So you’ve had pain in your hip for some time. You’ve tried everything from medicines to physical therapy to walkers but it’s still interfering with your everyday movement and causing you to give up your favorite activities. It’s time to consider total joint replacement surgery. Here’s what you can expect.

Types of Hip Surgery

With hip replacement surgery, the best outcomes and quickest recoveries come from minimally invasive methods that boast smaller incisions and minimal damage to surrounding tissue, muscles and nerves. With less damage there is less scarring, pain, numbness and tightness after surgery. Did you know there are different types of hip surgery?

Maybe you’ve heard of the common anterior and posterior methods. The posterior method is considered the traditional method for hip replacement, and is most commonly used. Approximately 70% of orthopaedic surgeons perform this type of surgery. With the posterior method the surgery is performed on the back and the incision is made at the back of the hip.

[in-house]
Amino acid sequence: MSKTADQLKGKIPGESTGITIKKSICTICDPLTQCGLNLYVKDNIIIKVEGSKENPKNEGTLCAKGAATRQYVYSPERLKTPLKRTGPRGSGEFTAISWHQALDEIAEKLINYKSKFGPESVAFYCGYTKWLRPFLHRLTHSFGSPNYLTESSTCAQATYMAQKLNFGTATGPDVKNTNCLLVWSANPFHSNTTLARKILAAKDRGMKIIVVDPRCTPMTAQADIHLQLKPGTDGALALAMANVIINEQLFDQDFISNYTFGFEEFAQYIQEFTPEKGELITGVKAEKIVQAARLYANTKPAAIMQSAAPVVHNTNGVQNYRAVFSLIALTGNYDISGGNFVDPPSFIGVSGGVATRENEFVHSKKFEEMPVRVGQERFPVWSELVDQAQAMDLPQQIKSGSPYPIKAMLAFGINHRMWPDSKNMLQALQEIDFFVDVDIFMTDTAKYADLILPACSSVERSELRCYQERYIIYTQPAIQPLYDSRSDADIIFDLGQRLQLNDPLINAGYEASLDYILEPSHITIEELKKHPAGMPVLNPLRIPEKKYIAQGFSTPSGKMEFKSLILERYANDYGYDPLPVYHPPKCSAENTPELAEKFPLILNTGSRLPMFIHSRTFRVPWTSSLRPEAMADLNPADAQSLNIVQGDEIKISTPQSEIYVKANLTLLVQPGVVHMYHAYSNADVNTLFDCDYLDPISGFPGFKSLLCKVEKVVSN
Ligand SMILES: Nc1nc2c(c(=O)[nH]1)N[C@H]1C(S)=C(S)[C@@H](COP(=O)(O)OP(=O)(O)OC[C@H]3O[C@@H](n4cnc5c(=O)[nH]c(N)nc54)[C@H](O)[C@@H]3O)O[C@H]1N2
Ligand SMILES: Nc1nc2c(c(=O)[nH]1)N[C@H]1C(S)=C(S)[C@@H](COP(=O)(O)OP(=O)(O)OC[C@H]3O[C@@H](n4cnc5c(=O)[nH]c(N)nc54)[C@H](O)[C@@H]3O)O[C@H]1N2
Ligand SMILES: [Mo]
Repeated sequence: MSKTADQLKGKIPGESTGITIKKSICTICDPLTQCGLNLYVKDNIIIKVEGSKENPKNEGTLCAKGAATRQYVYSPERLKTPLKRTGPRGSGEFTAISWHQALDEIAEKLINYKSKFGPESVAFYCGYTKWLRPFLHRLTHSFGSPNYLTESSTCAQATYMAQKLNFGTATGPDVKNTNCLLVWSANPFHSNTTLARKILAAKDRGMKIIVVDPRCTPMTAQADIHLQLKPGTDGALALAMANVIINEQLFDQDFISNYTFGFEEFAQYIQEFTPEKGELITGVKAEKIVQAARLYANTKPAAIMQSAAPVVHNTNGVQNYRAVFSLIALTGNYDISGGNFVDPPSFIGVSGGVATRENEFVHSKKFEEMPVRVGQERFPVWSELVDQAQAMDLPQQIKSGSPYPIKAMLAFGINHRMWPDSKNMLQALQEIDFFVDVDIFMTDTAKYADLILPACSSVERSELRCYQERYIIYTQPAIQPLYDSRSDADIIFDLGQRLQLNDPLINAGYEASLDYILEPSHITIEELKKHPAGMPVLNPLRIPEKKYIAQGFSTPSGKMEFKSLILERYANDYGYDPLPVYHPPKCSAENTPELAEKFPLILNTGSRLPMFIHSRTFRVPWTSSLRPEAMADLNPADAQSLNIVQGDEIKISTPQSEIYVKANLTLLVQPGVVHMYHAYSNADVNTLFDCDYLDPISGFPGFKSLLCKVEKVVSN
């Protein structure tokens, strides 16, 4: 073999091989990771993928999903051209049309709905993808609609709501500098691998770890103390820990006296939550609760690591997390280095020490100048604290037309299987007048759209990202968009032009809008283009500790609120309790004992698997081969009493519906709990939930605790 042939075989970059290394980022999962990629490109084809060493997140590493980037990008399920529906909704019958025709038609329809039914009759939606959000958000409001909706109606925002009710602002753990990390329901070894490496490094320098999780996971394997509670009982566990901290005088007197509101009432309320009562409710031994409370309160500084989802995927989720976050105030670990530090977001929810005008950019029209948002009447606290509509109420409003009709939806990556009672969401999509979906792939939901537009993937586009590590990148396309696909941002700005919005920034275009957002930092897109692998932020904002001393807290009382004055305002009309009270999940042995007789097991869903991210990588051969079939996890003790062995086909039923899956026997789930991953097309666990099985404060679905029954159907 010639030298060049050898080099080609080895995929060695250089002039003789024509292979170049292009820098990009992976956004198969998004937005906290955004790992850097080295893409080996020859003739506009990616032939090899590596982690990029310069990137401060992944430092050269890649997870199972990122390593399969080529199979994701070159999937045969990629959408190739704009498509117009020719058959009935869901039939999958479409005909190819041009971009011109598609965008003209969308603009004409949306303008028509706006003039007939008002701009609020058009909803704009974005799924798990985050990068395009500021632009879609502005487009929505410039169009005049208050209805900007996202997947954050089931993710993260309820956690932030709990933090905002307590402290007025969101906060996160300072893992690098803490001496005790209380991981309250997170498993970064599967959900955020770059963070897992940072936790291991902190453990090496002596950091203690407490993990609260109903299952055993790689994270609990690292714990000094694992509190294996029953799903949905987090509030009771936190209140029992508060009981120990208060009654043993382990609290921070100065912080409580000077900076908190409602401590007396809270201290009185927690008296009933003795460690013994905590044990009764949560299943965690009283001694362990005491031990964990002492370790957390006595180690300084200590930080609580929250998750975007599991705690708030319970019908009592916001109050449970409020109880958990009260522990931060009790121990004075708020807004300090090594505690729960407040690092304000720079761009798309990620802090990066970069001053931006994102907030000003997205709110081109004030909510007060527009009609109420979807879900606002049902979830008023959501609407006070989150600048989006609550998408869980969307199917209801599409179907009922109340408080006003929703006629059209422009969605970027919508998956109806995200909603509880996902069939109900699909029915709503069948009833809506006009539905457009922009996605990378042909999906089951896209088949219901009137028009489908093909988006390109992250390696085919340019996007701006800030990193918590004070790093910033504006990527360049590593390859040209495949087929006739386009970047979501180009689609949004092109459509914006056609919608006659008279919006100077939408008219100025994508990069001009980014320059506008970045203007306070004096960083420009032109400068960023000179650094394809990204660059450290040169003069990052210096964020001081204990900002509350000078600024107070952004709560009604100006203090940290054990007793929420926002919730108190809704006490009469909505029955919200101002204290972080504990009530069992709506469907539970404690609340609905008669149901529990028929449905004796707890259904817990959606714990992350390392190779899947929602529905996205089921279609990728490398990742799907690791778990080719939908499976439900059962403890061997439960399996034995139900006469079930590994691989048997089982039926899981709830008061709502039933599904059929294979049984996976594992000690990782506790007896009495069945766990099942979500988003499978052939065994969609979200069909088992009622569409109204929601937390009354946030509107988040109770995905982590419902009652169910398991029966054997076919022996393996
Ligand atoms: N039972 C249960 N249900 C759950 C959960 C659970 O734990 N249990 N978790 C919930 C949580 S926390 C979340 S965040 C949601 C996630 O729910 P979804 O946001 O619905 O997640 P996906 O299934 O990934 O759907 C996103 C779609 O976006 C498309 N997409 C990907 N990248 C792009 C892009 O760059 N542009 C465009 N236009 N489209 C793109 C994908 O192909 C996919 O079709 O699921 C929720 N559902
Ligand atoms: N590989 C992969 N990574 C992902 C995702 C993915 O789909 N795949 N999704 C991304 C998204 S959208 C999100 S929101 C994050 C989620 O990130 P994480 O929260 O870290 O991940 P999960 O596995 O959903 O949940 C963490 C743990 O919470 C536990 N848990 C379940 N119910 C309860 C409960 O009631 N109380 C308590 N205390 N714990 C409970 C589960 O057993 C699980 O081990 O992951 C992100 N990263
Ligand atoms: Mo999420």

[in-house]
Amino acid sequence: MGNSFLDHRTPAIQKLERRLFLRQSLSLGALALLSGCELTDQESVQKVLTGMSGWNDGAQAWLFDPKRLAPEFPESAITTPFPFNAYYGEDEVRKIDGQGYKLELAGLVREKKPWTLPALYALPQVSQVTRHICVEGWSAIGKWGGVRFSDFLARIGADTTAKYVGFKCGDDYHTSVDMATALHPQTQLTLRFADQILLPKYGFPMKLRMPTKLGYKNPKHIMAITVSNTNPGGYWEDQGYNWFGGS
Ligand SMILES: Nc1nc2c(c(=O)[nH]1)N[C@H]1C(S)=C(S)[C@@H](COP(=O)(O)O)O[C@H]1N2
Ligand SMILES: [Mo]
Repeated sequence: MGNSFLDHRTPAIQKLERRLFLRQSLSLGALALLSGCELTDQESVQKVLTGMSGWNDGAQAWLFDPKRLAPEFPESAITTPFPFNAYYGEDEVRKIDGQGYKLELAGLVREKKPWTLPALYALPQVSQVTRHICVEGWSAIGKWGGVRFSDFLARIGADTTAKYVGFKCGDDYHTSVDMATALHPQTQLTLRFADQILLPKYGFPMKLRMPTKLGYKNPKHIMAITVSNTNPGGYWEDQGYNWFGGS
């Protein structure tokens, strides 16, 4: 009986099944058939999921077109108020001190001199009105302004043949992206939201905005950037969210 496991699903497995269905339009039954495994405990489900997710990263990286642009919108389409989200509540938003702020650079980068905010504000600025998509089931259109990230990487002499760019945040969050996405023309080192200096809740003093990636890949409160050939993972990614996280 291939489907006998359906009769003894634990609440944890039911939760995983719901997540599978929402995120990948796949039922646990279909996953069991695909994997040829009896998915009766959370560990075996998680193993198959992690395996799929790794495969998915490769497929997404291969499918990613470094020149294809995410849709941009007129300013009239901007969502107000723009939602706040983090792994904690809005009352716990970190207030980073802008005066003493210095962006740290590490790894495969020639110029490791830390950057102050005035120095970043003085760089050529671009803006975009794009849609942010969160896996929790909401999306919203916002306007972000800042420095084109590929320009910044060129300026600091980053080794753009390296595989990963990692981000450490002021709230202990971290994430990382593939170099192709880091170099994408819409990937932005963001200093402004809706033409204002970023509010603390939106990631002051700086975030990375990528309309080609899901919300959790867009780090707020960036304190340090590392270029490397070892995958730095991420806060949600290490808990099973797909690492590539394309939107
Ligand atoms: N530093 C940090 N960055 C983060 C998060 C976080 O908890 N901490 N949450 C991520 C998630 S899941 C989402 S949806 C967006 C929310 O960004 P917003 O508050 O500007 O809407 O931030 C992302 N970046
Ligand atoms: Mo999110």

With an anterior surgery, the incision is made at the front of the hip. Some experts believe the anterior approach offers less damage to muscles, faster recovery and less pain after surgery than the posterior.

Yet there is a third type of hip surgery that’s quickly gaining attention called the superior or SuperPATH method. Only a handful of physicians in Colorado are trained in the SuperPATH method and Dr. Kevin Borchard, orthopedic surgeon joining The Memorial Hospital, is one of them. Dr. Borchard has performed over 700 SuperPATH hip replacements with great success.

“It’s an approach that requires more training since it’s more technical, but it’s worth it to patients,” Borchard said. With the anterior method, numbness due to nicked or cut nerves can be an issue, and with the posterior method patients can expect more pain and soreness and a longer recovery.

“With the SuperPATH method no muscles are cut and the least amount of soft tissue is damaged. The overall complication risk is lower and recovery is much quicker than the traditional approach. It’s common for patients to walk out of the hospital the next day,” he added.

Most hip replacement surgeries require dislocating the femoral head from the socket. With the SuperPATH technique, this isn’t necessary.

Recovery Time

With traditional posterior surgery, patients can expect to spend 1 to 3 days in the hospital and 4 to 6 weeks getting back to walking a few blocks without pain. Recovery time for anterior is somewhat faster.

With the SuperPath method incision sizes are much shorter (2 to 3 inches) compared to the traditional approach (8 to 10 inches). Since no muscles are cut and minimal tissue is damaged, pain is less and people are back on their feet much more quickly.

“I like the SuperPath method because recovery is much shorter. It can be days instead of weeks,” Borchard stated.